Rwanda: Risk Assessment

Country Risk Rating

C A very uncertain political and economic outlook and a business environment with many troublesome weaknesses can have a significant impact on corporate payment behavior. Corporate default probability is high.

Business Climate Rating

C The business environment is difficult. Corporate financial information is often unavailable and when available often unreliable. Debt collection is unpredictable. The institutional framework has many troublesome weaknesses. Intercompany transactions run major risks in the difficult environments rated C.


  • Geological potential: cassiterite, tungsten, gold
  • Skilled labor force and good infrastructures
  • Considerable progress on governance


  • Highly dependent on international aid and on commodity prices (tea, coffee)
  • Geographically isolated and exposed to the geopolitical tensions of the Great Lakes Region
  • Strong demographic pressure and highest population density in Africa

Current Trends

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Growth remaining lively despite a weak international environment

Services, which account for almost 50% of GDP (trade, real estate, transport and communications), and the construction sector are expected to continue sustaining activity in 2016. The start of gas production at the Lake Kivu plant, increased production at a hydropower plant (Nyabarongo) and the agreement made with Kenya for the supply of electricity from the end of 2015 should improve the country's energy supply and boost manufacturing output. The public investment projects are set to continue but will remain constrained by the control of public finances in a context of decreased flows of aid. The difficulties faced by the mining sector, confronted by declining ore prices, will prevent a real acceleration in activity. Consumption could be curbed by a more restrictive fiscal policy but is expected to remain buoyant. Stronger inflation is expected in 2016, fueled by rising prices for imported goods, sharpened by the depreciation of the Rwandan franc and fairly robust domestic demand. Price rises are, however, likely to be mitigated by the relative stabilization of energy prices, enabling inflation to be maintained below the central bank's target level (5%).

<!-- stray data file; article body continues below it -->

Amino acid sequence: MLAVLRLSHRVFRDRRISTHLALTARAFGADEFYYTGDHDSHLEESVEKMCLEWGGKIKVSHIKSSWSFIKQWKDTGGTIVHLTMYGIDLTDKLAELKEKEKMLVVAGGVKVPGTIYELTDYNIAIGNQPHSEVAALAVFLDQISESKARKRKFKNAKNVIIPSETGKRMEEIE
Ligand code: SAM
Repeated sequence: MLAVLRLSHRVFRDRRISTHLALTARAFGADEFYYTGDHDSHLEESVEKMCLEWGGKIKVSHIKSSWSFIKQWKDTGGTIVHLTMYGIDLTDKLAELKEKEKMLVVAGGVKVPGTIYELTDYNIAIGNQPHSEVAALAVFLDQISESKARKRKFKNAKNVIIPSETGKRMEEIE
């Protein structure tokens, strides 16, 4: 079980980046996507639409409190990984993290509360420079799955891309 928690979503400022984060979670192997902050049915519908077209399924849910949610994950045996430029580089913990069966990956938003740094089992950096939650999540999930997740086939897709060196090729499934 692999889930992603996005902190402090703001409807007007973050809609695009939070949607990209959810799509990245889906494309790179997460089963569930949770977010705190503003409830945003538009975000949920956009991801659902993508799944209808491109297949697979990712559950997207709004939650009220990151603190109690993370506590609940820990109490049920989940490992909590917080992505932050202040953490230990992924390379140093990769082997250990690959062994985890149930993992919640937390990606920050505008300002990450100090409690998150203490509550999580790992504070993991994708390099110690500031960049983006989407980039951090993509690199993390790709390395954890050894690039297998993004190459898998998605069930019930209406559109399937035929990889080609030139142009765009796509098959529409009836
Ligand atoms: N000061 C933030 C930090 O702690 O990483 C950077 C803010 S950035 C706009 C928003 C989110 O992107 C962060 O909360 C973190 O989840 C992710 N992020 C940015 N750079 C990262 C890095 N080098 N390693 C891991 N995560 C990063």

Twin deficits on an improving trend

The dependence of Rwanda's public finances on international aid is declining but remains high. While aid represented about half of budgetary income in 2010, its proportion is now under 30%. Despite steps aimed at widening the tax base, abolishing certain exemptions and improving recovery, the decline in aid flows has not been offset by an equivalent rise in tax receipts. The government, forced to cut spending in order to prevent too great a deterioration in the fiscal balance and curb the rise in debt, is expected to prioritize investment over social spending in 2016. Public debt is expected to increase moderately and concessional loans to continue forming the bulk of the loan portfolio (about two thirds of the total). However, the proportion of commercial loans on less favorable terms is tending to rise.

The current account deficit is expected to stabilize in 2016 in favor of a slight jump in exports of tea and coffee, but also ores, thanks to the steps taken to improve the traceability of mining production. Without a rebound in the prices of these commodities, any rise in export income will be limited. Imports of consumer and capital goods, in the context of infrastructure projects, will remain significant, preventing a reduction in the deficit. The Rwandan franc's exchange rate lost 8% of its value against the dollar during the first ten months of 2015, but held up well overall against the currencies of other countries in the region (Tanzania, Uganda or Kenya). Downward pressures are likely to continue in 2016, given the high current account deficit.

A fragile regional security situation, but a business climate which remains attractive

Rwanda is at the center of tensions in the Great Lakes region. While talks with the DRC have restarted after a long period of conflict between the Rwandan militia (Democratic Forces for the Liberation of Rwanda) and the Congolese Revolutionary Army (M23), relations with Burundi are particularly tense. The influx of refugees crossing the borders is a source of instability.

In late October 2015, the Rwandan parliament passed the amendments to the Constitution allowing President Paul Kagame to run for a third seven-year term in 2017, and to stay in power for two five-year periods. This reform has been approved by more than 98% of votes at the referendum late December 2015. Paul Kagame and his party (Rwandan Patriotic Front - FPR) are expected to continue to dominate the political stage. Accusations of restrictions on freedom of expression by some NGOs are, however, cause for concern by the international community which doesn’t support the constitutional change, underlying the lack of political opposition. Rwanda has implemented major reforms enabling it to report better performances than most countries in East Africa in terms of governance, especially in the fight against corruption (49th rank in 2015 on the World Bank's 2014 Governance Indicators). The country is also second among African countries in the Doing Business ranking, evidence of its attractiveness to foreign investors.


Coface (09/2016)